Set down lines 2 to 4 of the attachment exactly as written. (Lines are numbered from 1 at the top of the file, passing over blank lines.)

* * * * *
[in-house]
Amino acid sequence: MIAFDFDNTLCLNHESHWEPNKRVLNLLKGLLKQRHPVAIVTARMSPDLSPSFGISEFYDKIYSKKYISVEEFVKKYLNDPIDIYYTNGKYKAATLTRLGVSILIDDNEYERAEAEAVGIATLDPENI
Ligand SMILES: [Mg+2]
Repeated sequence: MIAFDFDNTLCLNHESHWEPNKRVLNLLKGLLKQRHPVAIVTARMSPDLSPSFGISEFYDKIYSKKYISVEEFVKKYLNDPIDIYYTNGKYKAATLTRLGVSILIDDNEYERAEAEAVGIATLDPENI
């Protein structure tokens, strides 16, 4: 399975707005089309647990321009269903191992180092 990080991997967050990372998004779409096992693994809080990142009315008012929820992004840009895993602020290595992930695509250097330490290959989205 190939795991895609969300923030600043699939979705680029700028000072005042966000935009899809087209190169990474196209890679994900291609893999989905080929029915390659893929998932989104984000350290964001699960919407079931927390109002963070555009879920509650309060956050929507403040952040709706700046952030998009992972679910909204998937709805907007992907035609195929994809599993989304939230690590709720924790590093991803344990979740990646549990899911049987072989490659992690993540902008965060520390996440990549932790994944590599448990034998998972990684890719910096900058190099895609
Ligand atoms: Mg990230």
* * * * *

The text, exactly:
Amino acid sequence: MIAFDFDNTLCLNHESHWEPNKRVLNLLKGLLKQRHPVAIVTARMSPDLSPSFGISEFYDKIYSKKYISVEEFVKKYLNDPIDIYYTNGKYKAATLTRLGVSILIDDNEYERAEAEAVGIATLDPENI
Ligand SMILES: [Mg+2]
Repeated sequence: MIAFDFDNTLCLNHESHWEPNKRVLNLLKGLLKQRHPVAIVTARMSPDLSPSFGISEFYDKIYSKKYISVEEFVKKYLNDPIDIYYTNGKYKAATLTRLGVSILIDDNEYERAEAEAVGIATLDPENI